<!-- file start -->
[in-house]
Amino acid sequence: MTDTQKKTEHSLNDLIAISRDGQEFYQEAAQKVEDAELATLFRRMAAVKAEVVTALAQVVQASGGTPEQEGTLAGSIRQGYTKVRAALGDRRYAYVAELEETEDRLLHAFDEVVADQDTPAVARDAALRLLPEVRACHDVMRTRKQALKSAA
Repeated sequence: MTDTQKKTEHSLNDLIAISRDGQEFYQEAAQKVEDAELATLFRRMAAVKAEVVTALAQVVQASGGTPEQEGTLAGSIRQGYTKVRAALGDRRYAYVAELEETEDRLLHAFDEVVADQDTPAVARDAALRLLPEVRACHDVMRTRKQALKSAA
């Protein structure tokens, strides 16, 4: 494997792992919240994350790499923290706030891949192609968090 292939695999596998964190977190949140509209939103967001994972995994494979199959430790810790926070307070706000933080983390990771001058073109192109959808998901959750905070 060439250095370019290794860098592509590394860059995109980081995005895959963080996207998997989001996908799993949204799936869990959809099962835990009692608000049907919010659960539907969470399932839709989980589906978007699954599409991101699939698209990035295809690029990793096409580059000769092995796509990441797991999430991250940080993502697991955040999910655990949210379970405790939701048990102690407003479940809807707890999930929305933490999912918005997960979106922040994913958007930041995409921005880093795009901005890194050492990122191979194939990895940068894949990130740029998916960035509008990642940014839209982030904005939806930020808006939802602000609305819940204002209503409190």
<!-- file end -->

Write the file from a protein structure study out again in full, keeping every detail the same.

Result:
[in-house]
Amino acid sequence: MTDTQKKTEHSLNDLIAISRDGQEFYQEAAQKVEDAELATLFRRMAAVKAEVVTALAQVVQASGGTPEQEGTLAGSIRQGYTKVRAALGDRRYAYVAELEETEDRLLHAFDEVVADQDTPAVARDAALRLLPEVRACHDVMRTRKQALKSAA
Repeated sequence: MTDTQKKTEHSLNDLIAISRDGQEFYQEAAQKVEDAELATLFRRMAAVKAEVVTALAQVVQASGGTPEQEGTLAGSIRQGYTKVRAALGDRRYAYVAELEETEDRLLHAFDEVVADQDTPAVARDAALRLLPEVRACHDVMRTRKQALKSAA
């Protein structure tokens, strides 16, 4: 494997792992919240994350790499923290706030891949192609968090 292939695999596998964190977190949140509209939103967001994972995994494979199959430790810790926070307070706000933080983390990771001058073109192109959808998901959750905070 060439250095370019290794860098592509590394860059995109980081995005895959963080996207998997989001996908799993949204799936869990959809099962835990009692608000049907919010659960539907969470399932839709989980589906978007699954599409991101699939698209990035295809690029990793096409580059000769092995796509990441797991999430991250940080993502697991955040999910655990949210379970405790939701048990102690407003479940809807707890999930929305933490999912918005997960979106922040994913958007930041995409921005880093795009901005890194050492990122191979194939990895940068894949990130740029998916960035509008990642940014839209982030904005939806930020808006939802602000609305819940204002209503409190």